When writing gurus talk about voice in a story, they are referring to the narrator’s voice, the protagonist’s voice, the person telling the story. And many times this has a lot to do with the author voice as well. We tend to infuse our narrators with wit, poignancy, or anything needed to tell our stories, whether fiction or memoir.
There is so much to know about the different narrators in story; omniscient, limited, first person, etc. For this post, I’d like to concentrate on the voice of the narrator in memoir.
There are two kinds of narrators in memoir and the author needs to decide where she is standing when she is telling her story. The importance in memoir is “what the narrator knows and when she knows it.”
According to Jennie Nash of Author Accelerator, there are two narrators in memoir:
the writer, the person who lived the experience
the writer, the person who is telling the experience.
In story, it is who knows what, and when they know it. In memoir, there is the narrator at the beginning of the story arc and narrator at end of the story arc. In most stories, the character needs to grow and change no place more so than in memoir.
In my case, the narrator at the end of the story arc is the Victoria after her experience of attending college and graduating. What did she get out of it? Was it worth taking time away from the family to obtain that diploma?
But to tell this college story, I needed to choose:
Was I going to tell the memoir story as a narrator standing in the present time looking back on my college experience? Was I going to tell my college story as a narrator with the experience of having gone through college?
Was I going to tell the story as an unknowing narratoractually going through the college experience for the first time?
Nash explains that a narrator in memoir who knows what she knows presently, after her experience, looking back is a more powerful narrator for the story.
So as memoir writers, we have to know: who in the story knows what, and when they know it. In memoir you have:
The Narrator – unknowing before the experience or knowing after the experience
The Character in the memoir story
The real Person who lived the memoir story.
Three different selves the memoir writer has to master. This is the difficult part of memoir story. If you don’t know the roles those three different selves are playing, you’ll struggle. And believe me; I struggled tremendously with this understanding. I still do.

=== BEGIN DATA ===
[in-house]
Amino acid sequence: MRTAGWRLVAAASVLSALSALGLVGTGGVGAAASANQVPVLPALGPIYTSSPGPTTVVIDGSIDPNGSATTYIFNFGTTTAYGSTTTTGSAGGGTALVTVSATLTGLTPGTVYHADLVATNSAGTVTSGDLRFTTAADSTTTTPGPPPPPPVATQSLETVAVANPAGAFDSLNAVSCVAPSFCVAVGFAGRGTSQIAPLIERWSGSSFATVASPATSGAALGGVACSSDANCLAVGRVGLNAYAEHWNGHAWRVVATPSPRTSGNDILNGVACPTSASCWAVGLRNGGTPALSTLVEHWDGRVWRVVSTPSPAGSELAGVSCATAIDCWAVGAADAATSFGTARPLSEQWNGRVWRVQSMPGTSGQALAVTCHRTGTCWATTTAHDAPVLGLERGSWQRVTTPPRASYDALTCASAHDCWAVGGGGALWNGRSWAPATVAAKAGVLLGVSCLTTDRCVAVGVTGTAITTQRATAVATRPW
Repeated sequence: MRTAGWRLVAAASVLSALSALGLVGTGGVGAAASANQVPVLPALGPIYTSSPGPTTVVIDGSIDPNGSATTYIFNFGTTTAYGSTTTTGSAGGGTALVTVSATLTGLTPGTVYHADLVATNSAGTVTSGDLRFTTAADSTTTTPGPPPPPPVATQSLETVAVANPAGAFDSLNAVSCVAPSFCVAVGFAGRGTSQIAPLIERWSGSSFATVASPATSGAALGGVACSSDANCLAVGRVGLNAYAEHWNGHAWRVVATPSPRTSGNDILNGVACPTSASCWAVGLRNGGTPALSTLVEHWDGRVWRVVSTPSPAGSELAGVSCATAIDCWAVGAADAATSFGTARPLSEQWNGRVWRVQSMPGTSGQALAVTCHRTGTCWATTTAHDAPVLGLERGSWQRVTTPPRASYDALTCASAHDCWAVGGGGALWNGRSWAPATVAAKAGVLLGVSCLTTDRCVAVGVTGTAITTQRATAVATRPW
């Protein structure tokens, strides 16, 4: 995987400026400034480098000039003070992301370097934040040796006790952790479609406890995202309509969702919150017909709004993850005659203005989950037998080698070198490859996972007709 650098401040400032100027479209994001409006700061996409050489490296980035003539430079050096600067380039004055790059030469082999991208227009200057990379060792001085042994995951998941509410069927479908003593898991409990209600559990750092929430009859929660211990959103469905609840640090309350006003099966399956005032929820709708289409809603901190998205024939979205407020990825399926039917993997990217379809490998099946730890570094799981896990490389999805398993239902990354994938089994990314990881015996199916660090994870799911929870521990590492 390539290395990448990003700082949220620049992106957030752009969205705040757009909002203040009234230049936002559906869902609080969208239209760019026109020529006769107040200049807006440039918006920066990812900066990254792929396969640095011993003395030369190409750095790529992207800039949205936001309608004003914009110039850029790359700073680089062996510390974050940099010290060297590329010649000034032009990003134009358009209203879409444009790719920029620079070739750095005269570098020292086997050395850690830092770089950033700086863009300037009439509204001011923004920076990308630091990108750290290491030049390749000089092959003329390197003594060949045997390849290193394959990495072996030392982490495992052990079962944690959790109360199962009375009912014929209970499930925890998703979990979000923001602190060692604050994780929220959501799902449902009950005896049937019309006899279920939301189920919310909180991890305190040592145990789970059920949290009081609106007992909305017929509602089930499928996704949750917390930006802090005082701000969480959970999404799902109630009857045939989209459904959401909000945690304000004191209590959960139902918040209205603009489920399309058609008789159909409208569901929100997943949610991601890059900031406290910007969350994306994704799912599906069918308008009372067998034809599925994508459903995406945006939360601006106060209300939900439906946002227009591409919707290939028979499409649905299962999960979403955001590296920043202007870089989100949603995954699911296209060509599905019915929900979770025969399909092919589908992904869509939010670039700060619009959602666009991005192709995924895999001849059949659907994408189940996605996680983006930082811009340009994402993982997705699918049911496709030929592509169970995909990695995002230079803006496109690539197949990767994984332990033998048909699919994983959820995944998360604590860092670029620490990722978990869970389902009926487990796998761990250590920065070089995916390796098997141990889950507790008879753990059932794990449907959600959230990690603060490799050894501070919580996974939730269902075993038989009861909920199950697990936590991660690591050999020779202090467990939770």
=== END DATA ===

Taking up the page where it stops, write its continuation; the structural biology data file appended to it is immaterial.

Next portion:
As a writer of fiction, you have:
The narrator and
NOT the person who lived the tale. This doesn’t come into play in fiction. But you still need to decide who in your story knows what information and when do they know it?
This is not an easy concept to understand. I hope I’m making sense here for you. It’s ONE narrator then in my college memoir. I needed to choose how to tell the story; whether I was looking at the experience at the time of attending college as an unknowing narrator
if I was telling the story in the present time, after attending college with all the knowledge and insight gained since, looking back at my experiences.
I chose to tell my college story as a knowing narrator after my college experience looking back on my experiences. I still have my character Victoria going through the experiences. I still have the real person Victoria who actually lived the college experiences; how she felt, what she did, how she coped. But my narrator is an experienced narrator who can infuse the manuscript [story] with knowledge gained from college and life experiences.
I’d like to thank Jennie Nash of Author Accelerator for helping me to understand the different narrators and character selves in memoir.
Please ask any questions about my college memoir and share any insight you may have in the comments section of Adventures in Writing about the voice of the narrator in your story. Thanks so much!
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